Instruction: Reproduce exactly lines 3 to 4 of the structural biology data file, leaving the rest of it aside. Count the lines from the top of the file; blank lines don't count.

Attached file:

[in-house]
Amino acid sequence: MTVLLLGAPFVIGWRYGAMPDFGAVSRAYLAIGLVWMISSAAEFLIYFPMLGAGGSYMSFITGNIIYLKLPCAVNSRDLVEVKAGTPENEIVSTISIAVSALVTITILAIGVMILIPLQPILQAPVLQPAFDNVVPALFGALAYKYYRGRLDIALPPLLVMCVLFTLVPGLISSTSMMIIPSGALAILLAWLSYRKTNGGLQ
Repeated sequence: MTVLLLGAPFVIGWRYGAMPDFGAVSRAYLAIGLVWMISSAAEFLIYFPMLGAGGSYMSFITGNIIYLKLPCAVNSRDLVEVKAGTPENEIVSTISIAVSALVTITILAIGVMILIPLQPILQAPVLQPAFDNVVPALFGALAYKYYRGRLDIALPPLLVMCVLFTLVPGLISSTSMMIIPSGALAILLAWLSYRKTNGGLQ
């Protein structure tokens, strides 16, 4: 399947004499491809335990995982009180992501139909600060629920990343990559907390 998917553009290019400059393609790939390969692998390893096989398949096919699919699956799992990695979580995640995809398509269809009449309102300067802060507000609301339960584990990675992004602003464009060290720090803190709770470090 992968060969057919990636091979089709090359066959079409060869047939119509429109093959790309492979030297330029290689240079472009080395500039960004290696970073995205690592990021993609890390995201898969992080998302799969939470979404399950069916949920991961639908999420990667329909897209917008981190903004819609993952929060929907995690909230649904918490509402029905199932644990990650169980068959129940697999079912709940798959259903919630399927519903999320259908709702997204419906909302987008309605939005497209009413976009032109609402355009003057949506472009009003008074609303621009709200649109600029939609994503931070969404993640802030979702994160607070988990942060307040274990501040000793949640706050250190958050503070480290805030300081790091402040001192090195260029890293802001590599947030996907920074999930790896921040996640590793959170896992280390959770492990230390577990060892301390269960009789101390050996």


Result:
Repeated sequence: MTVLLLGAPFVIGWRYGAMPDFGAVSRAYLAIGLVWMISSAAEFLIYFPMLGAGGSYMSFITGNIIYLKLPCAVNSRDLVEVKAGTPENEIVSTISIAVSALVTITILAIGVMILIPLQPILQAPVLQPAFDNVVPALFGALAYKYYRGRLDIALPPLLVMCVLFTLVPGLISSTSMMIIPSGALAILLAWLSYRKTNGGLQ
């Protein structure tokens, strides 16, 4: 399947004499491809335990995982009180992501139909600060629920990343990559907390 998917553009290019400059393609790939390969692998390893096989398949096919699919699956799992990695979580995640995809398509269809009449309102300067802060507000609301339960584990990675992004602003464009060290720090803190709770470090 992968060969057919990636091979089709090359066959079409060869047939119509429109093959790309492979030297330029290689240079472009080395500039960004290696970073995205690592990021993609890390995201898969992080998302799969939470979404399950069916949920991961639908999420990667329909897209917008981190903004819609993952929060929907995690909230649904918490509402029905199932644990990650169980068959129940697999079912709940798959259903919630399927519903999320259908709702997204419906909302987008309605939005497209009413976009032109609402355009003057949506472009009003008074609303621009709200649109600029939609994503931070969404993640802030979702994160607070988990942060307040274990501040000793949640706050250190958050503070480290805030300081790091402040001192090195260029890293802001590599947030996907920074999930790896921040996640590793959170896992280390959770492990230390577990060892301390269960009789101390050996």